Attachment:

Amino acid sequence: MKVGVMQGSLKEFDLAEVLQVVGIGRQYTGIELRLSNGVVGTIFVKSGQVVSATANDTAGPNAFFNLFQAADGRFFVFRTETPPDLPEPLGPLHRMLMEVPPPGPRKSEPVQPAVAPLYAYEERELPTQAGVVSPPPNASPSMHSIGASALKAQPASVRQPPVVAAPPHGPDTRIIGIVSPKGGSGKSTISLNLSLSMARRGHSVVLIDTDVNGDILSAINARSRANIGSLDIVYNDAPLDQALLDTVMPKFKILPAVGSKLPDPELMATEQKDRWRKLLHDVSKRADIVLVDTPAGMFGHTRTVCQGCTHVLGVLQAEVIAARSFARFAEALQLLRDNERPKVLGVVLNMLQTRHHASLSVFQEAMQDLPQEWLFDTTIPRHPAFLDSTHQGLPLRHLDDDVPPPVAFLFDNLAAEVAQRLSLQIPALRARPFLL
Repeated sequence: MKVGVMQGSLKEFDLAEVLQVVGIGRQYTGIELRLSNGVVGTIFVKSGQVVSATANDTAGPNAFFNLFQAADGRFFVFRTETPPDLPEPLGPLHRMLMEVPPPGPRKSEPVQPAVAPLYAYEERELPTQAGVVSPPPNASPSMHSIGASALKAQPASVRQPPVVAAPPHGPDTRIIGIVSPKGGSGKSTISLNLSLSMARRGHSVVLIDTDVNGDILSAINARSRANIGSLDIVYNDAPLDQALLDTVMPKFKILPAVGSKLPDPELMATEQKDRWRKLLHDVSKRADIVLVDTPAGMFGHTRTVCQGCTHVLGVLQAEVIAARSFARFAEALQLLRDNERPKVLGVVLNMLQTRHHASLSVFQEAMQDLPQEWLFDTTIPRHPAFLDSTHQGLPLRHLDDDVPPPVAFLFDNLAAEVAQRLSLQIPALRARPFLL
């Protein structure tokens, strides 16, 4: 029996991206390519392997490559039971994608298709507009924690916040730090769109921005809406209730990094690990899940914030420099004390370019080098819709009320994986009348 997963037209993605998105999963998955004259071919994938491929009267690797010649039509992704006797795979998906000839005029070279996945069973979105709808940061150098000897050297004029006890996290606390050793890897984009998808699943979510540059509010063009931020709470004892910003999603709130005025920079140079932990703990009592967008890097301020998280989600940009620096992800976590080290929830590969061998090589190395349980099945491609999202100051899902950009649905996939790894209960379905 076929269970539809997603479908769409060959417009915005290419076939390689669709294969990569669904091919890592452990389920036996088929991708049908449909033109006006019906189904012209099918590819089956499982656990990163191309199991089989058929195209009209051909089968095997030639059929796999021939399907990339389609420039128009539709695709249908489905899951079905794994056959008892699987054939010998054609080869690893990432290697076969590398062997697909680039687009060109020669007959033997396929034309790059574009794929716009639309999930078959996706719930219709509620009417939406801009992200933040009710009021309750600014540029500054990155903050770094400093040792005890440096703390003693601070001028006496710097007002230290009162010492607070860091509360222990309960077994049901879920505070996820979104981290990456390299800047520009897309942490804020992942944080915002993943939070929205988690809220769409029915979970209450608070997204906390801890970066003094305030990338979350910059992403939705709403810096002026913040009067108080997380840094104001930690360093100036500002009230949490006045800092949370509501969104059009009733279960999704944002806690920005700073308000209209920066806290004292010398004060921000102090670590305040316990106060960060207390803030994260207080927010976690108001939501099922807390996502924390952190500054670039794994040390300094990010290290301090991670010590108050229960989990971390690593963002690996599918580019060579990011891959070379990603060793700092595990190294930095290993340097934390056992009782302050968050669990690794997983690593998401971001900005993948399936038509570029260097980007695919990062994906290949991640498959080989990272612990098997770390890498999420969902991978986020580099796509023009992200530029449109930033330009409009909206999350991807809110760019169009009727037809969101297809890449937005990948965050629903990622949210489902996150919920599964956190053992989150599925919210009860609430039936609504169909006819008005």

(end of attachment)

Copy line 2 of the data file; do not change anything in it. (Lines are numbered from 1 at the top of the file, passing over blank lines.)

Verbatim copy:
Repeated sequence: MKVGVMQGSLKEFDLAEVLQVVGIGRQYTGIELRLSNGVVGTIFVKSGQVVSATANDTAGPNAFFNLFQAADGRFFVFRTETPPDLPEPLGPLHRMLMEVPPPGPRKSEPVQPAVAPLYAYEERELPTQAGVVSPPPNASPSMHSIGASALKAQPASVRQPPVVAAPPHGPDTRIIGIVSPKGGSGKSTISLNLSLSMARRGHSVVLIDTDVNGDILSAINARSRANIGSLDIVYNDAPLDQALLDTVMPKFKILPAVGSKLPDPELMATEQKDRWRKLLHDVSKRADIVLVDTPAGMFGHTRTVCQGCTHVLGVLQAEVIAARSFARFAEALQLLRDNERPKVLGVVLNMLQTRHHASLSVFQEAMQDLPQEWLFDTTIPRHPAFLDSTHQGLPLRHLDDDVPPPVAFLFDNLAAEVAQRLSLQIPALRARPFLL